“Look at your hair, you need to relax it.”

“When I am bigger I want straight hair.”

This is what happens when young girls draw upon the images in the media to determine their definition of beauty. Even though there are a few exceptions, our media is white, our school codes of conduct are white, our storybooks are white, our priorities are white, our structures are white. Nearly everything is white and male. The root of the problem, is not the roots of a young girl’s hair.  The root of the problem is institutionalised racism. The root of the problem is where gender and race intersect. The saddest part is that some of us do not even realise this.

When I heard about the “alleged” racism at Pretoria Girls High School, I was not surprised. What upset me the most was how the cataract of white privilege obscured some people’s vision so badly they were unable to see how this was racist, how this is not just about Black hair.

We are so caught up in trying to get our hair looking like someone else’s that we are oblivious to the power play that is at work. It’s even putting us against each other. I chatted to some of the older girls from the community centre and discovered a hair hierarchy that is worse that I anticipated. Guess what type of hair  is at the top of the Hair Hierarchy? Here is the list of hair types and their descriptions of them.

Wet and Go:

“Like a White Person. You don’t need a hair dryer.”

“This is the Perfect Hair Type. It’s what all of us want.”

Straight / Stale:

“It takes effort. But at least you know your hair is capable of being sleek, straight and shiny.”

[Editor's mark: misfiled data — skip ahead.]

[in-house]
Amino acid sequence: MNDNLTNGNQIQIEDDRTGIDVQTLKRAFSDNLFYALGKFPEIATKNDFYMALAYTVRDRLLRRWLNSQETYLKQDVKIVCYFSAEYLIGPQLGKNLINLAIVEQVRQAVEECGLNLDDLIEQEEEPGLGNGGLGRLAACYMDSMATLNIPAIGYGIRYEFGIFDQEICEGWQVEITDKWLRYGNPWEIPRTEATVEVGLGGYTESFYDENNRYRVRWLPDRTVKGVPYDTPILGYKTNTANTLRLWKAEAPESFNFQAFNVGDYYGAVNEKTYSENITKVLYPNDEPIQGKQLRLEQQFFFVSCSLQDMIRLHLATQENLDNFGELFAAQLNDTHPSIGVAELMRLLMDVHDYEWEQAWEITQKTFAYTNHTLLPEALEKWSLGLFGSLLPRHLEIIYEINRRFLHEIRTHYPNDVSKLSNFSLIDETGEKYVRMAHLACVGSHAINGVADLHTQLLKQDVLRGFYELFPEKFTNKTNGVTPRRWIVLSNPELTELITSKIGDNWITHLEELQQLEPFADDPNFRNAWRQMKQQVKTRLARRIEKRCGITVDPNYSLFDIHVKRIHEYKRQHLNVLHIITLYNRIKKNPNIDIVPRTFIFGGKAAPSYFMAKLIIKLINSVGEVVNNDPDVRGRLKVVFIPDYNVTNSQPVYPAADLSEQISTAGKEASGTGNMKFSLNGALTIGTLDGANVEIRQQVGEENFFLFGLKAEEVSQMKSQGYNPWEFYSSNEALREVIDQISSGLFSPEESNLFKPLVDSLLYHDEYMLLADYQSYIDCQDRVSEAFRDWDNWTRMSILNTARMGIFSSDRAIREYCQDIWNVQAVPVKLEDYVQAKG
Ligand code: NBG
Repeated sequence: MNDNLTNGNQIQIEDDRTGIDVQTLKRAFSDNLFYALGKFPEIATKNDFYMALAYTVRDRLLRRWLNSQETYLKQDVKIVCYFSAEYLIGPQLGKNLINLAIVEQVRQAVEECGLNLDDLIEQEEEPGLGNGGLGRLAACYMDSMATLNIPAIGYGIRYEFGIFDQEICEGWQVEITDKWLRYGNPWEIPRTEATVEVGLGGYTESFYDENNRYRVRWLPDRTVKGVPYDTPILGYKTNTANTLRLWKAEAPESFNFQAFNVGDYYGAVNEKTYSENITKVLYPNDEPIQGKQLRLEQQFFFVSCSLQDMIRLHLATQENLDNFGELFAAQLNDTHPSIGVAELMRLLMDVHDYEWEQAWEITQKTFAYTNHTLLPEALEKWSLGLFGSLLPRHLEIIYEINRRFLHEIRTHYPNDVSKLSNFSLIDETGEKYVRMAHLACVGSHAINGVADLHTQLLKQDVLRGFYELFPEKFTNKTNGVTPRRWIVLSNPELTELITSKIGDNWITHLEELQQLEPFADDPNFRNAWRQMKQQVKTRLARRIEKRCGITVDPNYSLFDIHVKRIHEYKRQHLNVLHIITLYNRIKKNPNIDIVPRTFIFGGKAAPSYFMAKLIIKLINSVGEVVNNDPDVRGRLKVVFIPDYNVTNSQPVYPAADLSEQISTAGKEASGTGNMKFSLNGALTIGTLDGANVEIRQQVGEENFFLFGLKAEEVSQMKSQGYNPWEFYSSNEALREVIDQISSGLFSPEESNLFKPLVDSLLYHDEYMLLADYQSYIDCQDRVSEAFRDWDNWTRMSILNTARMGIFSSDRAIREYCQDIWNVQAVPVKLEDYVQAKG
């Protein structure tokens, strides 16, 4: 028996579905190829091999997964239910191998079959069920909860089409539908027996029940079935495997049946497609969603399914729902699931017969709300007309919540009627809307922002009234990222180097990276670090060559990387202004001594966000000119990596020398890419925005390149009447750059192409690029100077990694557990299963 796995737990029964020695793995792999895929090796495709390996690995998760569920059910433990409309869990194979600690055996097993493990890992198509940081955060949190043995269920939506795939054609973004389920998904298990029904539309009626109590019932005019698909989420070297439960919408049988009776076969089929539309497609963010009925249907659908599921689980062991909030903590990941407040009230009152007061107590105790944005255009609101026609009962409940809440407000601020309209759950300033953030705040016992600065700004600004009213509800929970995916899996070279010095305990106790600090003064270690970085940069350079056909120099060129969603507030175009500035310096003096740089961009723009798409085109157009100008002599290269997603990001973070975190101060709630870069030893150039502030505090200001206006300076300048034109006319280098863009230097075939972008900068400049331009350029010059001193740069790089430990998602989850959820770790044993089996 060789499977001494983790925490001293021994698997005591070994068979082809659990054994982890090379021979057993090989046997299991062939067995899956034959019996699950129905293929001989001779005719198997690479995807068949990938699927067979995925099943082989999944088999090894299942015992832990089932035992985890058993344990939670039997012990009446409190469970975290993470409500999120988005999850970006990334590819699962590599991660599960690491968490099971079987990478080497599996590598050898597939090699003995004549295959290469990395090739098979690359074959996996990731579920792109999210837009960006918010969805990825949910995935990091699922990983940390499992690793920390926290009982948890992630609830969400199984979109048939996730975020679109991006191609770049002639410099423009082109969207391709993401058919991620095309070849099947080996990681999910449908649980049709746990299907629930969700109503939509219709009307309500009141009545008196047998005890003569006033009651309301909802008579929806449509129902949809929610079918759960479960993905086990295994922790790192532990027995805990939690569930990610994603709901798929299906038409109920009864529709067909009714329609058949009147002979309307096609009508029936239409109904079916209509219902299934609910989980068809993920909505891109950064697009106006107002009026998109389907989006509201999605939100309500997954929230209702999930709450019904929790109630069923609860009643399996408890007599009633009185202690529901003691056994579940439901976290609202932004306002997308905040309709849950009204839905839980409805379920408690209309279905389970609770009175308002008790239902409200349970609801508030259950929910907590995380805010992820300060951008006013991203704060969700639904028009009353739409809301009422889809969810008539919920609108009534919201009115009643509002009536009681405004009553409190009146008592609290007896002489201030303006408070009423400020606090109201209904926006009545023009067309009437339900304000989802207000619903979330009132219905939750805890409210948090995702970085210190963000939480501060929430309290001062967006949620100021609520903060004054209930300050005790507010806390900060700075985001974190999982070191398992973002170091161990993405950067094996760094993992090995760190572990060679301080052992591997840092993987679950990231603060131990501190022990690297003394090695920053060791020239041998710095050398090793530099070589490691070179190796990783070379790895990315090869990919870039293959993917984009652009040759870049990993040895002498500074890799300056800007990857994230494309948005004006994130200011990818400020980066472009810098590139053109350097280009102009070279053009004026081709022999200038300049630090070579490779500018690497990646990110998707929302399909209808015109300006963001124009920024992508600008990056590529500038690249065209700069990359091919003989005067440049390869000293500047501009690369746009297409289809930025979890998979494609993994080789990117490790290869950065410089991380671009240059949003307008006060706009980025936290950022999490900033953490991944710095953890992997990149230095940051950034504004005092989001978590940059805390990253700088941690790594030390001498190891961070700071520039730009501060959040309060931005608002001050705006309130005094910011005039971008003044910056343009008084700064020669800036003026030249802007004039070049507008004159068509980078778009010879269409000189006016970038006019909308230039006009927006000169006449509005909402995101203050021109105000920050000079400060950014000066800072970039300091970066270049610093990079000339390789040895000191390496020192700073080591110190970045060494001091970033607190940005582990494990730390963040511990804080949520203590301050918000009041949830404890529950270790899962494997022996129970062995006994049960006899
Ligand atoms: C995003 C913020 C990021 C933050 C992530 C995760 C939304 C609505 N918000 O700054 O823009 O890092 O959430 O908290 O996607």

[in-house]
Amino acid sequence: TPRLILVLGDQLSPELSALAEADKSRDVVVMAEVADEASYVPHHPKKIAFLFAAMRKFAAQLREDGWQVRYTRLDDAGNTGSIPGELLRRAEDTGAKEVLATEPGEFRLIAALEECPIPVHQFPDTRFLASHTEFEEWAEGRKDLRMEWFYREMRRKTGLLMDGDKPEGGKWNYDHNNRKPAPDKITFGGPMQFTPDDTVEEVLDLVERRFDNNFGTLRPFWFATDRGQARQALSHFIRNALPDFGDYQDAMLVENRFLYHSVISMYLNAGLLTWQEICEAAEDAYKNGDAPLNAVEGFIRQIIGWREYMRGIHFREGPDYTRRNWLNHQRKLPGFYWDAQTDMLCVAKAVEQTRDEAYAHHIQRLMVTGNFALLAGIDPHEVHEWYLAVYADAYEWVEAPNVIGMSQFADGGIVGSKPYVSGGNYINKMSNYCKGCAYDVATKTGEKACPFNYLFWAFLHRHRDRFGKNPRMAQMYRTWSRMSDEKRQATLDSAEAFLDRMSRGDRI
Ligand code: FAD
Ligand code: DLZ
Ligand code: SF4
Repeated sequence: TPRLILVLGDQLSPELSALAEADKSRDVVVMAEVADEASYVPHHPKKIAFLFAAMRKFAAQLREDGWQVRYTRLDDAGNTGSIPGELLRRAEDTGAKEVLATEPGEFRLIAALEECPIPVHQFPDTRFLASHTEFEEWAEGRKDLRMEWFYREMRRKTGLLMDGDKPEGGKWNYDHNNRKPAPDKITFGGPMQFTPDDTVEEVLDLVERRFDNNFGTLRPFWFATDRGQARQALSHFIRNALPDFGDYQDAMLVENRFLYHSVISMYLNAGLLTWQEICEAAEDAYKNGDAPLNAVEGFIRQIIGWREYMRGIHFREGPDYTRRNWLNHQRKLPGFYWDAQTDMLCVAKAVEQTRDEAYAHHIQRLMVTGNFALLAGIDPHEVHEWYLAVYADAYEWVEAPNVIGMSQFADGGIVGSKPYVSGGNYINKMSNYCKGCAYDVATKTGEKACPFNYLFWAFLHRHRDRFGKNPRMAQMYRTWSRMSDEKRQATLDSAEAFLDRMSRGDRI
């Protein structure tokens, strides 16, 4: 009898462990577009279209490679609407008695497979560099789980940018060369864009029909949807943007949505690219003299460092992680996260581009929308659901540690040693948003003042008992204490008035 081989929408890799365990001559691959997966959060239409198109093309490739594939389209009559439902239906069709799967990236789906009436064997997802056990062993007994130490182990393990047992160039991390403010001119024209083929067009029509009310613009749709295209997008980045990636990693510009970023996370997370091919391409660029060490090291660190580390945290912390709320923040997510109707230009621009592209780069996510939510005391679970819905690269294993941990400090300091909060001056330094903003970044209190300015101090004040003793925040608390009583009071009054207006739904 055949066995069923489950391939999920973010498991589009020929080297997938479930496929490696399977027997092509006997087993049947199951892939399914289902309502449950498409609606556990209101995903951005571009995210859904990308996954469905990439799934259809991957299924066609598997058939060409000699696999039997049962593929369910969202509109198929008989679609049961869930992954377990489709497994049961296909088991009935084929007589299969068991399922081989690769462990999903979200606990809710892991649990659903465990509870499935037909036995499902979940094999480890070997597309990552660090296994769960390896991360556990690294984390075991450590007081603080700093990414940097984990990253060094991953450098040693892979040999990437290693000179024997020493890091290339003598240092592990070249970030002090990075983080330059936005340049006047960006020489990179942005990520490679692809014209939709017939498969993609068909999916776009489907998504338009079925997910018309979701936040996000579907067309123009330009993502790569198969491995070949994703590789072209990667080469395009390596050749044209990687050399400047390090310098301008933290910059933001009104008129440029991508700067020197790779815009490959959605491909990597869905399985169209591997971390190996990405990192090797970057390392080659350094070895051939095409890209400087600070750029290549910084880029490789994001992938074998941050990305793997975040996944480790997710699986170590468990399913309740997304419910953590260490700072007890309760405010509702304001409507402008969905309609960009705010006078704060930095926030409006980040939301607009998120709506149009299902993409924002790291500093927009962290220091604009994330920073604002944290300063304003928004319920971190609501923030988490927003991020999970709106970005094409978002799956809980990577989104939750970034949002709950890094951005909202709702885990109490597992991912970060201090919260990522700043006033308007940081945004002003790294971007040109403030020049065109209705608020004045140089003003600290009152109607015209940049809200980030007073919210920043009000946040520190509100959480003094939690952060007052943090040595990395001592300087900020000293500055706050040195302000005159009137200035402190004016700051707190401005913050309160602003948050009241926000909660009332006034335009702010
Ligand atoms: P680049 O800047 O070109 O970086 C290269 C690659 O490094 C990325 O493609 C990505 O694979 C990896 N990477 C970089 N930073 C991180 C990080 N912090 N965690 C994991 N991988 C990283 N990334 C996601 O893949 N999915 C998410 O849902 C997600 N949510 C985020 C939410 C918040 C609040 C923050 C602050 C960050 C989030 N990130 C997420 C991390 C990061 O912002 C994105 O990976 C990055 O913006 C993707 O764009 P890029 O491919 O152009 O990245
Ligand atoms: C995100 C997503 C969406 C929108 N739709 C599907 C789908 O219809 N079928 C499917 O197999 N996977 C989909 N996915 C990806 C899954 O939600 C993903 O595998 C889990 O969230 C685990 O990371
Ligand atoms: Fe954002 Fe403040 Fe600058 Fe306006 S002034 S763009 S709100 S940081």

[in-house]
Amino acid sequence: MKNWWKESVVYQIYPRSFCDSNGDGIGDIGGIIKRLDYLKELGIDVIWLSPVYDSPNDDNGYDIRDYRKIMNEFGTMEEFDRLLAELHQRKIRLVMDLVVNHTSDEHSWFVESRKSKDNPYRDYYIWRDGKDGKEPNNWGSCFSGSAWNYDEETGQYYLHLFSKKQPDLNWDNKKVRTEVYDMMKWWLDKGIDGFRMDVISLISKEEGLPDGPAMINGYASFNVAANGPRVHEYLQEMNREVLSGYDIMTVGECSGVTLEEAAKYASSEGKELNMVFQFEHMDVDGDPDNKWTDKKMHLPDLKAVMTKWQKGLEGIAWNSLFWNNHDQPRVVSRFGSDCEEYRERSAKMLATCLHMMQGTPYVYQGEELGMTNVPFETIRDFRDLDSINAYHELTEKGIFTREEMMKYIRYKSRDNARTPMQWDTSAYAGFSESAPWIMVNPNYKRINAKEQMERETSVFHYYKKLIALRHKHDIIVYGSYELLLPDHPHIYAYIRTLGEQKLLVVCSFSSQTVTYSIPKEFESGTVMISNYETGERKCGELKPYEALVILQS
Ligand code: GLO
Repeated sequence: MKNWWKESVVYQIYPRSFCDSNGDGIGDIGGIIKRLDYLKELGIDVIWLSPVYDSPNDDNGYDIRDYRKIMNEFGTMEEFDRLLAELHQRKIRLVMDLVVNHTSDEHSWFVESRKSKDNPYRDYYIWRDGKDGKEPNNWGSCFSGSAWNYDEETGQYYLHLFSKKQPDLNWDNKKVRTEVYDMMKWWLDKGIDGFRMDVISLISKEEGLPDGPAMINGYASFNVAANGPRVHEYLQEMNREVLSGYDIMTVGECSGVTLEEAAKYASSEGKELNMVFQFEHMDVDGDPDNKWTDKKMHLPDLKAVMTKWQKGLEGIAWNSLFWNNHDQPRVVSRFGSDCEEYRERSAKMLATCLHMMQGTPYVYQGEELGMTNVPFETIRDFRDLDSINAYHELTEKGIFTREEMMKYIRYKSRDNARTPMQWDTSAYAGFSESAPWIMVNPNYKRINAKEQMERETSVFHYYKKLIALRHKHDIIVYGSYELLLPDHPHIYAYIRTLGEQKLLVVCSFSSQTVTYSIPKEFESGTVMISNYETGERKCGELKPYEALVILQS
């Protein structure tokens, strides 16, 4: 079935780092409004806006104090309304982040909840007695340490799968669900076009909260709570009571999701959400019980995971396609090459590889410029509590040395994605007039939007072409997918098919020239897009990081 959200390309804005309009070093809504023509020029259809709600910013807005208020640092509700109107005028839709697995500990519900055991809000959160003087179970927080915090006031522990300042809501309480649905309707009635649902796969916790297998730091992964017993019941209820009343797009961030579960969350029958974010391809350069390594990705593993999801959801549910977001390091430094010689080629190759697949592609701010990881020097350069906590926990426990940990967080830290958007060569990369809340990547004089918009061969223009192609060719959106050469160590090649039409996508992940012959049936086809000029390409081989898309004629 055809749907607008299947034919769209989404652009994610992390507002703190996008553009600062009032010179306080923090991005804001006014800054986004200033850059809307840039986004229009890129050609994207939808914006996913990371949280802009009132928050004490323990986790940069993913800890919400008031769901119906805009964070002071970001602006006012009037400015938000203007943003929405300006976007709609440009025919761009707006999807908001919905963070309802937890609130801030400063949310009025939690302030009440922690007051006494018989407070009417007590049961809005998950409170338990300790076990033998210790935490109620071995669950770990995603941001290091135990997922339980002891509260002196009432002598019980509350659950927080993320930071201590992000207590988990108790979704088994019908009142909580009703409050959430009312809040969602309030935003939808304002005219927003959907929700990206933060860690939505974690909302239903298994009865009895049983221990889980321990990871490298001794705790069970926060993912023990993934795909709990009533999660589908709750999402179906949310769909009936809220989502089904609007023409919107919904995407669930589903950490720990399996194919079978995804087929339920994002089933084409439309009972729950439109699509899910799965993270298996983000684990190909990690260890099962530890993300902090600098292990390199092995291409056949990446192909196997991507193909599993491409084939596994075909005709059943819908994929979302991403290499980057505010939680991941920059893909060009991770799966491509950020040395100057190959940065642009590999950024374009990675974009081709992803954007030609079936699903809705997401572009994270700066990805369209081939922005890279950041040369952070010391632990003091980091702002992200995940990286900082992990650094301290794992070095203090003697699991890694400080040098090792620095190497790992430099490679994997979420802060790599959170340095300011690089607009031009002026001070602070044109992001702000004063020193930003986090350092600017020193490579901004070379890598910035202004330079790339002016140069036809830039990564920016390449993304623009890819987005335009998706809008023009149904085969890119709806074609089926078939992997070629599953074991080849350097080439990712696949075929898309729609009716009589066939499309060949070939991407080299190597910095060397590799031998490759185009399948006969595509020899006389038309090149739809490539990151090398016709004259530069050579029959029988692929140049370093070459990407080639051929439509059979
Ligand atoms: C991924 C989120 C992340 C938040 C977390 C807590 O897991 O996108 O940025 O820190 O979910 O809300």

“It takes me about two hours a day, but I will never leave the house until I have sorted my hair out. Mense (people) must not know its natural state.”

“I don’t know anyone without a hair straightener. It’s like the first thing you buy when you have money.”

Frizzy Hair

“That’s hair that is curly, but not kroes. It’s like soft curls.”

“Ja, but it has to be soft wavy curls. With volume.”

“White people have curly hair, we have frizzy hair. If I go outside and it’s too hot or even if it’s raining, then my hair minces. But until it minces, I have curly hair.”

Kroes Kop

“Haha now we get to the hair no one wants.”

“We have it, like some coloureds have it, but no one wants it. That’s why my hair straightener is my life.”

“This is hair you can’t really brush.”

“Even when you straighten it you can still see the true identity at the roots. Ha ha.”

“There is a name for when the roots show like that. Its called Kinders op die stoep[children on the porch].”

“Lets not forget the weave. The good weave and the bad weave. It comes somewhere between Kroes Kop and Boesman.”

Boesman Kop

“I don’t know how to describe it. It’s like bleak.”

“The colour is like dull. Sandy.”

“You will know what we talking when you see it.”

Sponge Kop

“This one I also can’t describe. It looks like you can’t wash it.”

“Like you put water on it and it just absorbs everything.”

“Just big and thick and puffy. Like a hard sponge.”

“Ha ha, it’s like a duck. The water just runs off it. It’s waterproof hair.”

Pitte Kop  / Korrel Kop / Steel Wool

“Okay now that’s like the bottom of the black peoples hair.”

“Some people call it pitte kop or even steel wool. It’s like the hard kind.”

“But it’s still not the worst.”

Af Kop

“This is the worst.”

“I don’t know why we can’t describe it. It’s just at the bottom of the bottom.”

“Let’s not even go there hair.”

No prizes for guessing who was placed right at the bottom: little Nati, the beautiful, black 8 year old girl with perfect natural hair, a cheeky smile and amazing dance moves.

Read: South Africa: Twitter reacts to Pretoria Girls “racist” hair rules

When I heard about the “alleged” racism at Pretoria Girls High School, I was not surprised. What upset me the most was how the cataract of white privilege obscured some people’s vision so badly they were unable to see how this was racist, how this is not just about Black hair.

This hair hierarchy is a metaphor for life. I am so proud of the young women at Pretoria Girls High School for being so strong. I am also so sorry that you had to do this, and that you could not just be a girl, focusing on going to school, learning and laughing – just being you.

This article was originally published by Ground Up, @GroundUp_News.